Nissan debuts its new Pathfinder and says it’s returning to its rugged roots
BY CALLUM HUNTER
Back in the day the Nissan Pathfinder was one of the stalwarts of the off-road scene, providing a decent blend of affordability and genuine off-road capability with that reputation sticking through the first three generations.
When the fourth generation launched in 2012 however, things took a turn and to many people, not for the better.
Having utilised the rugged body-on-chassis underpinnings shared with Nissan’s ute range in the first and third generations, the fourth-generation Pathfinder took a huge side-step of the traditional Pathfinder orientation – off-road ability – and became a cushy soft-roader designed to transport families to and from school and maybe down a gravel track.
It is now first and foremost, a big seven-seat family hauler.
With the increasing popularity of ute-based off-roaders, Nissan has scratched its head and tried something a little different with the new Pathfinder, looking to blend some of the early models’ rugged off-road ability with the comfort and on-road refinement of the current model.
The brand as even gone so far as to say the new model is returning “to its rugged roots” with a heap of updates and changes to the drivetrain, styling, interior packaging, underpinnings and technology.
Described by the brand as being reinvented, the new Pathfinder sheds the current model’s plump looking, rounded body shape in favour of a squarer, more Patrol-esque theme, a motion hammered home by the largely similar front fascia arrangement with the inverted trapezium grille being skirted on three sides by a chrome trim piece.
A low-set pair of LED headlights flank the new grille, crested by flicked daytime running lights.
Below the lights is very little of anything, resulting in the Pathfinder scoring a chubby set of cheeks.
Following on from the overall Patrol-shape, some more of that promised ruggedness is injected into the front end in the form of a black cladding and a contrasting silver plastic skidplate.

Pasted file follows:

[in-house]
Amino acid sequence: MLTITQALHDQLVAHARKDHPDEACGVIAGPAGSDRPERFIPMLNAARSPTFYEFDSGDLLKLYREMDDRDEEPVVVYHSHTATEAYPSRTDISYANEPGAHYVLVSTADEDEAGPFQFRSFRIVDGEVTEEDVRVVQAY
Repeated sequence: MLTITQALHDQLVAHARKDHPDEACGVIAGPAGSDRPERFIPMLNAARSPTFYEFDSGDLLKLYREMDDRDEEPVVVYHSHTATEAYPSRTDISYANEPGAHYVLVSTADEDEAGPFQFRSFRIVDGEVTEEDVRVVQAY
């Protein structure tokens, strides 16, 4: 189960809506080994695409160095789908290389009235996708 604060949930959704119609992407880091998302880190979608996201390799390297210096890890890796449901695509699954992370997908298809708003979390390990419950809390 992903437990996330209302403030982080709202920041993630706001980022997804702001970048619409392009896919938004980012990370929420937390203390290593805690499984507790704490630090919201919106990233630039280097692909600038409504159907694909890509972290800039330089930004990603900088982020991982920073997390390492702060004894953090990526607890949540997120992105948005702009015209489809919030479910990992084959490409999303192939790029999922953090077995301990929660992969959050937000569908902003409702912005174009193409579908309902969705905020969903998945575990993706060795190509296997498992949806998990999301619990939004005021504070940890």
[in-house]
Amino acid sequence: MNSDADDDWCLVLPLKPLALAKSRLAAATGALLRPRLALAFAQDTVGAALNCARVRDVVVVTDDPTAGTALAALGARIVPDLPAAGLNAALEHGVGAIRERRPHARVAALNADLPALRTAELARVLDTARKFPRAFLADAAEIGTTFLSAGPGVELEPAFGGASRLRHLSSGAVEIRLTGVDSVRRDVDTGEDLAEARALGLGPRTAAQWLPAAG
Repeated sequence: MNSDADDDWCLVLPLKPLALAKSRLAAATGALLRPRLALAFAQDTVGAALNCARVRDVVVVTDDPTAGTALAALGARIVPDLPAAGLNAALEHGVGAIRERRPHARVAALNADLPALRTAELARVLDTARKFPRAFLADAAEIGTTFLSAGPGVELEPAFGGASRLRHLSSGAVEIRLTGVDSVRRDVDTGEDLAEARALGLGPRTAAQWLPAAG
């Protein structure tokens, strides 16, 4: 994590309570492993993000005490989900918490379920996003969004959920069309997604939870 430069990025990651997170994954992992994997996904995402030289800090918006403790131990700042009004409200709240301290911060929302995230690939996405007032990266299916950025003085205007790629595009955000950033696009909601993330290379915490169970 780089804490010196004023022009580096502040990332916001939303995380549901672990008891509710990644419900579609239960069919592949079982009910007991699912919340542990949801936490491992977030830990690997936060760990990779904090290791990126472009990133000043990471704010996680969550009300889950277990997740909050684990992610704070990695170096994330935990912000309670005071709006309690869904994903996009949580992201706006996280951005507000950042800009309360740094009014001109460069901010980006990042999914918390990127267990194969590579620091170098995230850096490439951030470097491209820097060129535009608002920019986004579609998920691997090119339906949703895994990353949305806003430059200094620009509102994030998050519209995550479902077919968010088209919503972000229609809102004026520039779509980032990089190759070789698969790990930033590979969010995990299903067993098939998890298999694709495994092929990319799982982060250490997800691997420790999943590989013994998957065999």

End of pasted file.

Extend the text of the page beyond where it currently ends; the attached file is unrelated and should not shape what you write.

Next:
From the side the new Pathfinder still retains some of the current model’s portliness, featuring the typical large SUV silhouette of a long wheelbase, short front overhang and a longer rear overhang.
The black cladding first seen at the front is present around the wheelarches, complemented up top by the matching roof rails.
At the rear we find a completely new tailgate design continuing the front end’s square theme with an abundance of white space while the contrasting silver bumper looks to have been designed as a mix between a rear skidplate and a diffuser.
In a move new to the Pathfinder lineage, the next-gen model will be offered (in its native US at least) in both seven- and eight-seat guises with the seven-seater utilising the trendy captain’s chair layout for the second row while the third row uses a three-seat bench.
Nissan says the new cabin has an “open” and “robust” design with buttons aplenty on the centre fascia underneath the 8.0-inch touchscreen infotainment system.
As is usually the way with an initial reveal, the Australian specification details have not been confirmed yet however the US market at least will get four different trim levels – S, SV, SL and Platinum.
Standard equipment highlights across the US range will include the NissanConnect infotainment system (Apple CarPlay/Android Auto) and Nissan Safety Shield 360 safety suite (automatic emergency braking with pedestrian detection, blind spot warning, rear cross-traffic alert, lane departure warning, high beam assist and rear automatic braking, intelligent forward collision warning, intelligent driver alertness and rear door alert).
While the platform, body and interior may all be new, the 3.5-litre V6 petrol engine isn’t, however it has been tuned develop a bit more power and torque – now 212kW/350Nm – while the current CVT has been swapped out in favour of a new nine-speed automatic.
As one would expect, both two- and all-wheel-drive configurations will be offered.
To help make the “4WD” (all-wheel-drive) versions as capable as possible both on the black-top and off it, Nissan has fitted the new Pathfinder with a seven-mode ‘Drive and Terrain Mode Selector’ with the 4WD system able to be locked together when needed.
The seven modes consist of standard, sport, eco, snow, sand, mud/rut and tow, with the latter option being relevant given the new model’s new 6000lb (2722kg) braked towing capacity.
Technology however has never been an issue for large SUVs when it comes to off-roading, the limiting factors are usually an inherent lack of ground clearance, wheel articulation and low-range gearing while large-diameter alloy wheels and road tyres only serve to exacerbate the situation.
While there has been no official word from Nissan, reports out of the US are quoting a 183mm ground clearance for the new Pathfinder – about 30mm too low to be competitive with the current crop of off-road minded SUVs.
For what it’s worth, the new Subaru Outback with which the Pathfinder will technically share a sales segment with offers 213mm, without being marketed as a dedicated 4x4.
Time will tell then if the new Pathfinder really has returned to its “rugged roots”, however some promotional images released by Nissan (above) have shown one example kitted out with aggressive mud-terrain tyres, so the brand clearly has confidence…